10 April 2008
The Inhabitants. New York and London: Charles Scribners's Sons, 1946.
Quarto (279 x 228 mm). 52 black and white photographs. Original pale-green cloth, spine lettered in black, front cover stamped in blind, black endpapers; original illustrated dust-jacket (price-clipped, some chips and wear at the extremities, some small repairs from verso, front panel darkened near some edges); cloth folding box. Provenance: Peter C. Bunnell, photo historian and scholar of American photography (inscription from Morris; stamp).
FIRST EDITION. AN EXCELLENT ASSOCIATION COPY INSCRIBED BY MORRIS TO PETER BUNNELL: "This book is for Peter -- with thanks for his eyes in the camera obscura and his reflections on the pictures we make of the facts. His man in the corn belt, Wright. PS. Also I thank him for coming. Lincoln, 11-7-75". Morris taught at Princeton in 1972, where Bunnell had just been appointed to the Chair of the History of Photography and Modern Art. His inscription refers to Bunnell and Morris working together in Princeton's darkroom, making prints of Morris's work -- the first after a hiatus of 20 years. In 1975 Morris went to the University of Nebraska as visiting professor, where a major retrospective of his work was organized, and where Bunnell delivered a lecture on Morris's photography -- for which Morris thanks him in this inscription. Morris won a Guggenheim Fellowship to fund The Inhabitants -- only the second ever awarded for photography (Edward Weston took the first, in 1937). Thomas Mann remarked of this work: "what these courageous pictures show is the harsh beauty of ugliness, the romanticism of the commonplace, the poetry of the unpoetical" (quoted in 101 Books). 101 Books, pp.122-23; Associations, pp.34-5; Regards à travers le livre 88 ("probably his nicest book").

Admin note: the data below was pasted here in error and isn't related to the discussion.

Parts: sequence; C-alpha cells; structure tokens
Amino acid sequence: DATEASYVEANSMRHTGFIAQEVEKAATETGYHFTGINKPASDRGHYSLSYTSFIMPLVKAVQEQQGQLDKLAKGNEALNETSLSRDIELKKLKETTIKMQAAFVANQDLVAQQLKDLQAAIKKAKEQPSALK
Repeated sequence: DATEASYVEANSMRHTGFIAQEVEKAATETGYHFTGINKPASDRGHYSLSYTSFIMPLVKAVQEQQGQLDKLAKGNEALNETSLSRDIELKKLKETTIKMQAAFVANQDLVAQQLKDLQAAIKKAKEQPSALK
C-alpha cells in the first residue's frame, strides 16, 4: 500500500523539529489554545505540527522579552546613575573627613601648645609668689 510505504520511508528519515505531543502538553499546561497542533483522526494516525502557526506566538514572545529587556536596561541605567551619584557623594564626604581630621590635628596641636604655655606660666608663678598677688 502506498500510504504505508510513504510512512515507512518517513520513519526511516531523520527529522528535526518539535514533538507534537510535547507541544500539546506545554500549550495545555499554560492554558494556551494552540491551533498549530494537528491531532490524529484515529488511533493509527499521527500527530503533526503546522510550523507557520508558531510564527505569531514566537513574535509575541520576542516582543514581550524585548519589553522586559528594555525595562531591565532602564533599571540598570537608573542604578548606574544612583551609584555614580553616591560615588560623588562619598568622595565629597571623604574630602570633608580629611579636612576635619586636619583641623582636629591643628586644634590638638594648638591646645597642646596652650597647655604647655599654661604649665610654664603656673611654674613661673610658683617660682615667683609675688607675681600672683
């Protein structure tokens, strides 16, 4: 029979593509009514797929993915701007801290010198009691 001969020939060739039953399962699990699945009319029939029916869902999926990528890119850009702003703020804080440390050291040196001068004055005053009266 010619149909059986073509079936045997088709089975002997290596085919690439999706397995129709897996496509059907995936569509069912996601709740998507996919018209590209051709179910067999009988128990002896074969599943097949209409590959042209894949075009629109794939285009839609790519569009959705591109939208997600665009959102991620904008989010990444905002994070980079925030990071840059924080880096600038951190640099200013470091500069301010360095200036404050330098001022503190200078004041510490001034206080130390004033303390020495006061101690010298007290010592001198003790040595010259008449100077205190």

Contact Client Service
New York +1 212 636 2000
London +44 (0)20 7839 9060
Asia +852 2760 1766
A guide to the photographer who sold his first images to MoMA at the age of 14, illustrated with works from a dedicated online sale, 22-30 May
An introduction to the New York photographer whose controversial images fuelled a national debate on the boundaries of art
Why the French Impressionist’s paintings of the Saint-Lazare train station are among his greatest achievements
Meredith Etherington-Smith hails the long and distinguished career of the London antiques dealer with a client list that reads like an international who’s who